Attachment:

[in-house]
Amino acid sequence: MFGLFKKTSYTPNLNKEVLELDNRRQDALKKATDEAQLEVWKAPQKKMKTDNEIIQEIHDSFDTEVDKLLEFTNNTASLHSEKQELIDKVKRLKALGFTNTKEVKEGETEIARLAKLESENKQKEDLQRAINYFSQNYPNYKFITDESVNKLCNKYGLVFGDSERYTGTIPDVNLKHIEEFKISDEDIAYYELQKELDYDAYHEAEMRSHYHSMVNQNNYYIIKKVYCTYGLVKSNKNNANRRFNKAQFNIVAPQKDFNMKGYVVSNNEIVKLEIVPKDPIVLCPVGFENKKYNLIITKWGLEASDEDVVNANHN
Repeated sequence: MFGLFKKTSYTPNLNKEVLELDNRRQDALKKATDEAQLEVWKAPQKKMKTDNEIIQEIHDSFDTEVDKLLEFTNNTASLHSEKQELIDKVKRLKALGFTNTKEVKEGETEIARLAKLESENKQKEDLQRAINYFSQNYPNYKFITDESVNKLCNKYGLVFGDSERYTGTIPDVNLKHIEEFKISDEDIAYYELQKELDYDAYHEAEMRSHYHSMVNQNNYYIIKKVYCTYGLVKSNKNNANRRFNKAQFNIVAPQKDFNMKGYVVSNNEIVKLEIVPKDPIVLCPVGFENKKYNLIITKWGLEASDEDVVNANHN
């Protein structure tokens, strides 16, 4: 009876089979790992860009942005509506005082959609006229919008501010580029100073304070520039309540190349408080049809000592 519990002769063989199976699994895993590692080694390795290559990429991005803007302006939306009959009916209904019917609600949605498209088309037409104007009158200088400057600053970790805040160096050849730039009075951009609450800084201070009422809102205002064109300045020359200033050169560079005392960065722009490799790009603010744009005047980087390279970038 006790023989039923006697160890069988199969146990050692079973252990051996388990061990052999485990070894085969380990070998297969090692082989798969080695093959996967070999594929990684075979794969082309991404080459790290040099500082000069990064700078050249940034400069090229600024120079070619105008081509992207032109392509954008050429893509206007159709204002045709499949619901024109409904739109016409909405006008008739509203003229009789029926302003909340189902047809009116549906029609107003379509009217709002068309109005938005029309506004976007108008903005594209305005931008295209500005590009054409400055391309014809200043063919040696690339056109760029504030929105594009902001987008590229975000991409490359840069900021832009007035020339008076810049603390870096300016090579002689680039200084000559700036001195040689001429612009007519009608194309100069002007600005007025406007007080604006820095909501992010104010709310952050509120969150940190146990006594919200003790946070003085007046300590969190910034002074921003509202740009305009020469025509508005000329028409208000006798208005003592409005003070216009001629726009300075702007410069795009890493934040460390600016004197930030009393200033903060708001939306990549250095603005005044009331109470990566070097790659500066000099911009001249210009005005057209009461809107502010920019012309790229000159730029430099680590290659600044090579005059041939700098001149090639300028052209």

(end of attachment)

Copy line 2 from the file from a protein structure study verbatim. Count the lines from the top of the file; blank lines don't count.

Amino acid sequence: MFGLFKKTSYTPNLNKEVLELDNRRQDALKKATDEAQLEVWKAPQKKMKTDNEIIQEIHDSFDTEVDKLLEFTNNTASLHSEKQELIDKVKRLKALGFTNTKEVKEGETEIARLAKLESENKQKEDLQRAINYFSQNYPNYKFITDESVNKLCNKYGLVFGDSERYTGTIPDVNLKHIEEFKISDEDIAYYELQKELDYDAYHEAEMRSHYHSMVNQNNYYIIKKVYCTYGLVKSNKNNANRRFNKAQFNIVAPQKDFNMKGYVVSNNEIVKLEIVPKDPIVLCPVGFENKKYNLIITKWGLEASDEDVVNANHN